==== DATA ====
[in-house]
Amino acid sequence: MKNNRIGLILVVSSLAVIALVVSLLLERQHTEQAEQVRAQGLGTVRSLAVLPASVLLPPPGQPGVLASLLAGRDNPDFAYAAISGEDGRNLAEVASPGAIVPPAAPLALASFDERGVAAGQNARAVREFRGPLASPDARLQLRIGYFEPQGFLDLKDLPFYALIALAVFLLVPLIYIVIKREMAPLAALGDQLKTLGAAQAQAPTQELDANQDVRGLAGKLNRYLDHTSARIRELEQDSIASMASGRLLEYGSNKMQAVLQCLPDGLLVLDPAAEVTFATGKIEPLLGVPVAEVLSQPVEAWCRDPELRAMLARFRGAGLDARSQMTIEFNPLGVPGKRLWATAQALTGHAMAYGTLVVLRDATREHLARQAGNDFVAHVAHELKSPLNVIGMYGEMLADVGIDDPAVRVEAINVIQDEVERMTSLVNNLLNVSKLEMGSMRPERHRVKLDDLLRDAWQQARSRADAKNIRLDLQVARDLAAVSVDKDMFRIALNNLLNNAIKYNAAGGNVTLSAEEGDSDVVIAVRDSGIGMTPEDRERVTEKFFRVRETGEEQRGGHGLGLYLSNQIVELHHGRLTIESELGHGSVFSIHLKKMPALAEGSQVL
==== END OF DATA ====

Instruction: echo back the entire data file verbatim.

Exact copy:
[in-house]
Amino acid sequence: MKNNRIGLILVVSSLAVIALVVSLLLERQHTEQAEQVRAQGLGTVRSLAVLPASVLLPPPGQPGVLASLLAGRDNPDFAYAAISGEDGRNLAEVASPGAIVPPAAPLALASFDERGVAAGQNARAVREFRGPLASPDARLQLRIGYFEPQGFLDLKDLPFYALIALAVFLLVPLIYIVIKREMAPLAALGDQLKTLGAAQAQAPTQELDANQDVRGLAGKLNRYLDHTSARIRELEQDSIASMASGRLLEYGSNKMQAVLQCLPDGLLVLDPAAEVTFATGKIEPLLGVPVAEVLSQPVEAWCRDPELRAMLARFRGAGLDARSQMTIEFNPLGVPGKRLWATAQALTGHAMAYGTLVVLRDATREHLARQAGNDFVAHVAHELKSPLNVIGMYGEMLADVGIDDPAVRVEAINVIQDEVERMTSLVNNLLNVSKLEMGSMRPERHRVKLDDLLRDAWQQARSRADAKNIRLDLQVARDLAAVSVDKDMFRIALNNLLNNAIKYNAAGGNVTLSAEEGDSDVVIAVRDSGIGMTPEDRERVTEKFFRVRETGEEQRGGHGLGLYLSNQIVELHHGRLTIESELGHGSVFSIHLKKMPALAEGSQVL